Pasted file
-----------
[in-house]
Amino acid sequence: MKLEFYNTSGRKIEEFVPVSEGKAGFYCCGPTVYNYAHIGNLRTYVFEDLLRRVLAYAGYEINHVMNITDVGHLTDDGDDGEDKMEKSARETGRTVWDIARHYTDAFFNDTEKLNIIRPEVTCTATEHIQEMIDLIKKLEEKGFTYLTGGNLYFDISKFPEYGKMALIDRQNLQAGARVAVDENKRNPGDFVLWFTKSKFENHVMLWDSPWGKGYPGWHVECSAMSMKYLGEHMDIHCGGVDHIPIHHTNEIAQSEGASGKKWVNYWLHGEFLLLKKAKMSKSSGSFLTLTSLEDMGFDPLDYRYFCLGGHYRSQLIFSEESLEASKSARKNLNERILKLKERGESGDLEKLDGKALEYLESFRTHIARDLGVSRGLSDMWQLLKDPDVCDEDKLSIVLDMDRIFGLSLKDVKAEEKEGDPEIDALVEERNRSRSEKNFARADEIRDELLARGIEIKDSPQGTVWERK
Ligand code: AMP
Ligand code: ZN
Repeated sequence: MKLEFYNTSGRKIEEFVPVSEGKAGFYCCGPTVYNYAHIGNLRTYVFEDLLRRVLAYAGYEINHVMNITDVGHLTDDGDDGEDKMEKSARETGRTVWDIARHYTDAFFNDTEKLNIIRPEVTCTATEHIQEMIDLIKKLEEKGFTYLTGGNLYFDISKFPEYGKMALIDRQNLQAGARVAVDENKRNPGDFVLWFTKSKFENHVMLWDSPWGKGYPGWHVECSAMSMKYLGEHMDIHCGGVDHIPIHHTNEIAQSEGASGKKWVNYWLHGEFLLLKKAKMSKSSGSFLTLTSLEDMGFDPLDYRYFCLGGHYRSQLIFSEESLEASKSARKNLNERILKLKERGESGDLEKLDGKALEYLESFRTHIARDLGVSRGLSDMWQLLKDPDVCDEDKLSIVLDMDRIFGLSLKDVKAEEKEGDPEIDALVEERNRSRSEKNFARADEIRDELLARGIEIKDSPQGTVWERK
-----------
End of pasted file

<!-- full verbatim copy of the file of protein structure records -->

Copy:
[in-house]
Amino acid sequence: MKLEFYNTSGRKIEEFVPVSEGKAGFYCCGPTVYNYAHIGNLRTYVFEDLLRRVLAYAGYEINHVMNITDVGHLTDDGDDGEDKMEKSARETGRTVWDIARHYTDAFFNDTEKLNIIRPEVTCTATEHIQEMIDLIKKLEEKGFTYLTGGNLYFDISKFPEYGKMALIDRQNLQAGARVAVDENKRNPGDFVLWFTKSKFENHVMLWDSPWGKGYPGWHVECSAMSMKYLGEHMDIHCGGVDHIPIHHTNEIAQSEGASGKKWVNYWLHGEFLLLKKAKMSKSSGSFLTLTSLEDMGFDPLDYRYFCLGGHYRSQLIFSEESLEASKSARKNLNERILKLKERGESGDLEKLDGKALEYLESFRTHIARDLGVSRGLSDMWQLLKDPDVCDEDKLSIVLDMDRIFGLSLKDVKAEEKEGDPEIDALVEERNRSRSEKNFARADEIRDELLARGIEIKDSPQGTVWERK
Ligand code: AMP
Ligand code: ZN
Repeated sequence: MKLEFYNTSGRKIEEFVPVSEGKAGFYCCGPTVYNYAHIGNLRTYVFEDLLRRVLAYAGYEINHVMNITDVGHLTDDGDDGEDKMEKSARETGRTVWDIARHYTDAFFNDTEKLNIIRPEVTCTATEHIQEMIDLIKKLEEKGFTYLTGGNLYFDISKFPEYGKMALIDRQNLQAGARVAVDENKRNPGDFVLWFTKSKFENHVMLWDSPWGKGYPGWHVECSAMSMKYLGEHMDIHCGGVDHIPIHHTNEIAQSEGASGKKWVNYWLHGEFLLLKKAKMSKSSGSFLTLTSLEDMGFDPLDYRYFCLGGHYRSQLIFSEESLEASKSARKNLNERILKLKERGESGDLEKLDGKALEYLESFRTHIARDLGVSRGLSDMWQLLKDPDVCDEDKLSIVLDMDRIFGLSLKDVKAEEKEGDPEIDALVEERNRSRSEKNFARADEIRDELLARGIEIKDSPQGTVWERK